King’s Bounty II Impression
The game has managed to strike a decent balance between its exploration and combat, and the world itself is visually interesting and has plenty of quests to undertake.
A brand new King’s Bounty game is on the horizon, looking to combine the series’ traditional hex-based strategy gameplay with third-person open-world exploration. As King’s Bounty II launch is just a month away, Prime Matter and 1C Entertainment afforded RPGamer the opportunity to try out the game’s opening portions. Given that much of the information about the game and its systems is already present in our June preview, we won’t go into too much detail here and focus largely on how everything in coming together.
The game starts with players selecting one of three protagonists, each with distinct backgrounds and combat styles. King’s Bounty II doesn’t waste too much time setting up the world and plot, getting players up and sending them on their adventure fairly quickly. The story sees the player character tasked with investigating some mysterious goings on in the kingdom of Nostria. A tutorial area introduces players to both the combat and exploration, including some exploration-based puzzles. After this, players are sent into the game’s primary large-scale area, which offers much more freedom and plenty of sidequests to sink their teeth into.
King’s Bounty II doesn’t try to establish a deep story at the outset, but provides enough motivation in its quests for players to follow them. The characters so far have been largely forgettable, and very little time devoted to examining anyone’s motivations. The voice acting is quite variable in quality, with some of the dialogue being very stilted. However, the fact it doesn’t waste time time in sending players to the more engaging gameplay elements is to its benefit. It may be as wider threats emerge and plot elements come together that the narrative comes into its own, but it seems happy enough in a supporting role so far, with much of the more interesting lore found in books and scrolls.
The battle system doesn’t see the player character engaging opponents directly. Instead they sendg out up to five units from their army to do take on up to five enemy units on hexagonal maps. After battle, players have the opportunity to spend money to bring any units that lost part of their force back up to full strength, though any completely wiped out unit is lost and must be replaced. Though it may be less of a concern when players have built up their forces, there’s a danger of a Pyrrhic victory, especially if players are lacking in reserves and resources. The balancing has generally felt fair but challenging, with the game sufficiently punishing strategic mistakes and rewards smarter thinking. However, certain battles will offer large steps in difficulty compared to others nearby, so players may find themselves forced to carefully pick which ones to take on when.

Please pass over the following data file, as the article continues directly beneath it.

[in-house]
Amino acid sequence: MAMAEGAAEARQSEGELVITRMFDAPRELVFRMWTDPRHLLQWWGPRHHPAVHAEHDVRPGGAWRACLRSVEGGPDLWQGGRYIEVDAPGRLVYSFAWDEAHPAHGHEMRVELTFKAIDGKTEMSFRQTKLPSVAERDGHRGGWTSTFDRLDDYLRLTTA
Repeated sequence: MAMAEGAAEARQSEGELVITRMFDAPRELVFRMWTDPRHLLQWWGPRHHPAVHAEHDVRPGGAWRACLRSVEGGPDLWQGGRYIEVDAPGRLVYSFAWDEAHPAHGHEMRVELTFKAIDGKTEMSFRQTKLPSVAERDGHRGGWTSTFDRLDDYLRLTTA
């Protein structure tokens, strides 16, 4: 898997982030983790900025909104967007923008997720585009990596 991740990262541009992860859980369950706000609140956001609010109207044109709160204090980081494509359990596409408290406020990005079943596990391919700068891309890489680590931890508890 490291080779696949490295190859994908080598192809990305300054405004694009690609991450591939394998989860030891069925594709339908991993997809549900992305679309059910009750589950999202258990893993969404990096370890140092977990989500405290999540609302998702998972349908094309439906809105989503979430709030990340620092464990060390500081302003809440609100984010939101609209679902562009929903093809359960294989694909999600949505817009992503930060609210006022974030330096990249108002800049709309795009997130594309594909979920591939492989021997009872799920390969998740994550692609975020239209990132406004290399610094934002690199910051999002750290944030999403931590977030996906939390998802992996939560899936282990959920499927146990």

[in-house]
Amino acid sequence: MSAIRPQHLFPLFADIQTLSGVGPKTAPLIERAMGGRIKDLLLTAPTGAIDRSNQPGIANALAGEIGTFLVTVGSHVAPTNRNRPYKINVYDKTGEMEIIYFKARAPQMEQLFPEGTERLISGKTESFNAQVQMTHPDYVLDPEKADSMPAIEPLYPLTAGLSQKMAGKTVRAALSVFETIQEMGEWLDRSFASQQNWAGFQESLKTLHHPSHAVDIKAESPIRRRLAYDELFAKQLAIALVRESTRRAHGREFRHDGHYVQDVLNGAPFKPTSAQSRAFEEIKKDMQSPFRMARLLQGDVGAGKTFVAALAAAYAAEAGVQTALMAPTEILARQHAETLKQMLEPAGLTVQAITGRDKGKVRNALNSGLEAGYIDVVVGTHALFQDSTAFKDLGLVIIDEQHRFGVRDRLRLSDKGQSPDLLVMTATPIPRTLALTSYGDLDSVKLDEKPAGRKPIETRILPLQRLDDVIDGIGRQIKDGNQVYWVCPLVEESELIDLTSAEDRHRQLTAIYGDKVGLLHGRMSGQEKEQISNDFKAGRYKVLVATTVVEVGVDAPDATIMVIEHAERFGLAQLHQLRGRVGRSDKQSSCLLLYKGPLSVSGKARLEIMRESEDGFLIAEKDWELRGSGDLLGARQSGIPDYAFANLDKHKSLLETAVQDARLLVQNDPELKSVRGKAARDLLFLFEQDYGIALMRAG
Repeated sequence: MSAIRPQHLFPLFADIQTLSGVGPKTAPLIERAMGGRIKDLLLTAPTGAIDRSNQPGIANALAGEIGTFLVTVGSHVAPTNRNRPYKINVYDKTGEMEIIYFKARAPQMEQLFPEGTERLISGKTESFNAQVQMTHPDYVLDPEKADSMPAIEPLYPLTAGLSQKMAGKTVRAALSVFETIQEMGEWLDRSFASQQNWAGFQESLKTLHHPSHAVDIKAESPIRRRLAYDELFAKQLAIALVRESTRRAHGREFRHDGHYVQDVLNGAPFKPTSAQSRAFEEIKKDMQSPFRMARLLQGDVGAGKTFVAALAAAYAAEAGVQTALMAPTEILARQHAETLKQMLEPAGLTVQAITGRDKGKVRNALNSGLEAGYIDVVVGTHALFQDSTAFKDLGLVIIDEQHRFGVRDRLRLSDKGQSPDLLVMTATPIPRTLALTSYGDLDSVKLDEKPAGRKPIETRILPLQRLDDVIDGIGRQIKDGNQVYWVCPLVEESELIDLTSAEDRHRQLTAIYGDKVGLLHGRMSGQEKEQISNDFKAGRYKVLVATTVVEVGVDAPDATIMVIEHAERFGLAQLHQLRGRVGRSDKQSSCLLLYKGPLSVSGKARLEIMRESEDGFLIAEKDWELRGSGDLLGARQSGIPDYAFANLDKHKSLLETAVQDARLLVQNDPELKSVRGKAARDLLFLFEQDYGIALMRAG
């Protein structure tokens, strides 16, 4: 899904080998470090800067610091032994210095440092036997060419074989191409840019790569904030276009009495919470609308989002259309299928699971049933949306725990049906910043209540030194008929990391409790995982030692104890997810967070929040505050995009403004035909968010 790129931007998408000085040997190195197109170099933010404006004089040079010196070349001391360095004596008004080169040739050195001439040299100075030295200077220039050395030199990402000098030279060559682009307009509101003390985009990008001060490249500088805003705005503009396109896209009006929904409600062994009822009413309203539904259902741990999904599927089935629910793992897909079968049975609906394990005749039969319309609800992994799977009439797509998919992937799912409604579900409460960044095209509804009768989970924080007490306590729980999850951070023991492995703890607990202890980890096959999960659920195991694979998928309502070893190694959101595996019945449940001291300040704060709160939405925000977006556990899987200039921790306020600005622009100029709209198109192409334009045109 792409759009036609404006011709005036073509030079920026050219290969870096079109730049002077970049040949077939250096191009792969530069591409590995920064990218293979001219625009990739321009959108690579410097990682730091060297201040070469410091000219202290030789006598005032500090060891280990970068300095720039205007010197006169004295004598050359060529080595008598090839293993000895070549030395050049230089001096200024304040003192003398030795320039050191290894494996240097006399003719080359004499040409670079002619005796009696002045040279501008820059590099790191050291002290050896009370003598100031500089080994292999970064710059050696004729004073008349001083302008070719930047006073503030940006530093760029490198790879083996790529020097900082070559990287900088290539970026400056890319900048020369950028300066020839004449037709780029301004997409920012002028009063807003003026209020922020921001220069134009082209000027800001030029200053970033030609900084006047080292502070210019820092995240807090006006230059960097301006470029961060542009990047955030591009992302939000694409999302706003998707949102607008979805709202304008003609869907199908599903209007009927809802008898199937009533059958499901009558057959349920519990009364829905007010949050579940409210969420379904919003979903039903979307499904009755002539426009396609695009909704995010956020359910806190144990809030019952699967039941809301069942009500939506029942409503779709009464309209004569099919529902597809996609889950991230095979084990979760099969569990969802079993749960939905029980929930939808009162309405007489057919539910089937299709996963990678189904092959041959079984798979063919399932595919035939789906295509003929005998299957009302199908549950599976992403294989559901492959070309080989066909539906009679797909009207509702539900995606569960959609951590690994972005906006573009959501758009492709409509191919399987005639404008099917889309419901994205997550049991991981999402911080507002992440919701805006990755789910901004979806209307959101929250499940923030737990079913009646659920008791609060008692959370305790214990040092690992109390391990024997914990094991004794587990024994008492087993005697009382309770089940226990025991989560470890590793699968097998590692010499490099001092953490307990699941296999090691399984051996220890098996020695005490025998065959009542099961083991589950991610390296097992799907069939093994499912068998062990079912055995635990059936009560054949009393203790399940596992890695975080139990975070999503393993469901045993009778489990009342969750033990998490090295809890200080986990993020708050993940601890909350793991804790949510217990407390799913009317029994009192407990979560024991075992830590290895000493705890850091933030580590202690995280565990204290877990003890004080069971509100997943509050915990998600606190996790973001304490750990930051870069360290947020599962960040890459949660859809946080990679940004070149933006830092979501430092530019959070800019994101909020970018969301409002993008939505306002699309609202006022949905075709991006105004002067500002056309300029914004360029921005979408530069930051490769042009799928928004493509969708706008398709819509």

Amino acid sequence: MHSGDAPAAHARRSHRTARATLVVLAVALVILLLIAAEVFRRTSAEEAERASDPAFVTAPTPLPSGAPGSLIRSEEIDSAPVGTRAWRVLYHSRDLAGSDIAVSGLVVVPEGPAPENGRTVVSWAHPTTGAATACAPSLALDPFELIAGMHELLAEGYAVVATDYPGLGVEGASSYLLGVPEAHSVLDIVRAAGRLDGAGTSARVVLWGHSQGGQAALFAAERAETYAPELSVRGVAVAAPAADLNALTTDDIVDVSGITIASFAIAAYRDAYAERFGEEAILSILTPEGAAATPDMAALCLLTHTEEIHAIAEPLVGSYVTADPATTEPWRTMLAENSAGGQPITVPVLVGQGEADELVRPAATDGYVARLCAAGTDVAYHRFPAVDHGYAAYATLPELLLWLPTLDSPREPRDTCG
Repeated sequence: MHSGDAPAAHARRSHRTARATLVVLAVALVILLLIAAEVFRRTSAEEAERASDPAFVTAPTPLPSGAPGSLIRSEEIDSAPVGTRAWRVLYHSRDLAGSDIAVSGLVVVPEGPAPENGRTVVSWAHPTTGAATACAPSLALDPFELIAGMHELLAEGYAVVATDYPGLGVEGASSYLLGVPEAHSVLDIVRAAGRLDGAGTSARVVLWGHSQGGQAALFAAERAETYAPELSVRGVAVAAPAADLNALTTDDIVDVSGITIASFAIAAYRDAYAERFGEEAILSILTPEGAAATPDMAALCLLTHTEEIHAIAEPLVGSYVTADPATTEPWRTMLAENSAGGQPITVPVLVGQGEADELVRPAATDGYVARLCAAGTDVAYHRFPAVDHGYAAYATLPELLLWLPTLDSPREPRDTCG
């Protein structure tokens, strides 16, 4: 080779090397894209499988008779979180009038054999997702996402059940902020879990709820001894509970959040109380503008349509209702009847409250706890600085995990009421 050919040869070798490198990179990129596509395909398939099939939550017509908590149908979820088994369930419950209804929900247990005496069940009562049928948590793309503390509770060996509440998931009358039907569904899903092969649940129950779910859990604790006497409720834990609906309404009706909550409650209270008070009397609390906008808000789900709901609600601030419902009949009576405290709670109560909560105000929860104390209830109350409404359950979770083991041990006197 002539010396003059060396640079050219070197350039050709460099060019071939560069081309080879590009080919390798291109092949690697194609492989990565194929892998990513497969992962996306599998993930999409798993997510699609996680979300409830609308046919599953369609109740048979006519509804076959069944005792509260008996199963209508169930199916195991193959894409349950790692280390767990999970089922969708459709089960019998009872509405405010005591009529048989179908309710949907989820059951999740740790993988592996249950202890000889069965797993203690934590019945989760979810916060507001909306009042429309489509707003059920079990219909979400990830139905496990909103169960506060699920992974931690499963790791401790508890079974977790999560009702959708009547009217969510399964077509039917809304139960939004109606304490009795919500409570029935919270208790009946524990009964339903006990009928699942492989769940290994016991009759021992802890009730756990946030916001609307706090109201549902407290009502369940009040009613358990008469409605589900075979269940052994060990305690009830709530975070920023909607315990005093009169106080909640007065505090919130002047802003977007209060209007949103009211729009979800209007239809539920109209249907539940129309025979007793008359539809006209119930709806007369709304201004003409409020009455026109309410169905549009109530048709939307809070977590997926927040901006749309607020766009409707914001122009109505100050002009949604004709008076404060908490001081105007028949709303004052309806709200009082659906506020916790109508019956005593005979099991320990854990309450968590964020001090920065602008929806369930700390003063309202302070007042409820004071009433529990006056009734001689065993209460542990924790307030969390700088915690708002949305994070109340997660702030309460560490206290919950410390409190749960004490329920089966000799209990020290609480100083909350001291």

Combat on the whole is engaging and moves along at a good pace, with each unit able to move and attack on their turn. During each combat round, the player character can also directly interfere using the spell book or whatever scrolls they have to hand, but otherwise they are largely there to act as the commander and provide bonuses. Paying attention to the turn order, indicated by number on each unit’s banner, is important as it can be easy to send a unit to find them swamped by enemies before the slower ones catch up. Choosing the correct units to go into battle with is also an important part of strategy, and it pays to be flexible, though the system of passive bonuses and the fact that individual units can level-up and get stronger as they fight means there’s always a trade-off.
1C Entertainment has done a good job making the world feel vibrant and populated. The opening areas have plenty of great views and lots of nooks and crannies to explore, each often housing some extra resources in barrels or chests and making it worthwhile to explore. Players have quick access to a horse and can fast-travel between various plinths dotted around the landscape, and there is a hefty selection of sidequests available for players to dive into.
The game’s Ideal system, which sees the player character earning points in four categories — Order, Power, Anarchy, and Finesse — through their quest choices, affects both how quests play out and their character and army attributes. Players will want to create an army with units that match up towards their ideals in order to fully utilise their bonuses. It’s an interesting take on player choice and it helps give a feeling that there isn’t a binary good versus evil dynamic on the whole, though many of the individual quest choices feel like they have an obvious moral slant to them. Nevertheless, having the options there is welcome and gives appeal to making different choice in subsequent playthroughs.
King’s Bounty II should be able to find plenty of fans. The game has managed to strike a decent balance between exploration and combat, while the world itself is visually interesting with plenty of quests to undertake. RPGamers will get to dive into the kingdom of Nostria themselves when King’s Bounty II launches for PC, PlayStation 4, Xbox One, and Nintendo Switch on August 24, 2021.
Disclosure: This article is based on a free build of the game provided by the publisher.